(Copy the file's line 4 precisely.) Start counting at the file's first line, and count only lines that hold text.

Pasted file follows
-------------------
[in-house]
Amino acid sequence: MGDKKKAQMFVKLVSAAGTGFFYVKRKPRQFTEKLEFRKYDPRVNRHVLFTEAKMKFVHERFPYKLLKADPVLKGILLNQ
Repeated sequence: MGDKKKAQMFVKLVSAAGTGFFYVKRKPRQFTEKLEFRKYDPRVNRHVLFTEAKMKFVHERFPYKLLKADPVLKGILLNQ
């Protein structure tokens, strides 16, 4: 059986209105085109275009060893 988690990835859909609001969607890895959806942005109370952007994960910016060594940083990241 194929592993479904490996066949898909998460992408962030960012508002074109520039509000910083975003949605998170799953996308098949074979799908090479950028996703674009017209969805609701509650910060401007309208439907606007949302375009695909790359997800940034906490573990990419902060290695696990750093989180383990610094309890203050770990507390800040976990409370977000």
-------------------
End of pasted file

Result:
């Protein structure tokens, strides 16, 4: 059986209105085109275009060893 988690990835859909609001969607890895959806942005109370952007994960910016060594940083990241 194929592993479904490996066949898909998460992408962030960012508002074109520039509000910083975003949605998170799953996308098949074979799908090479950028996703674009017209969805609701509650910060401007309208439907606007949302375009695909790359997800940034906490573990990419902060290695696990750093989180383990610094309890203050770990507390800040976990409370977000």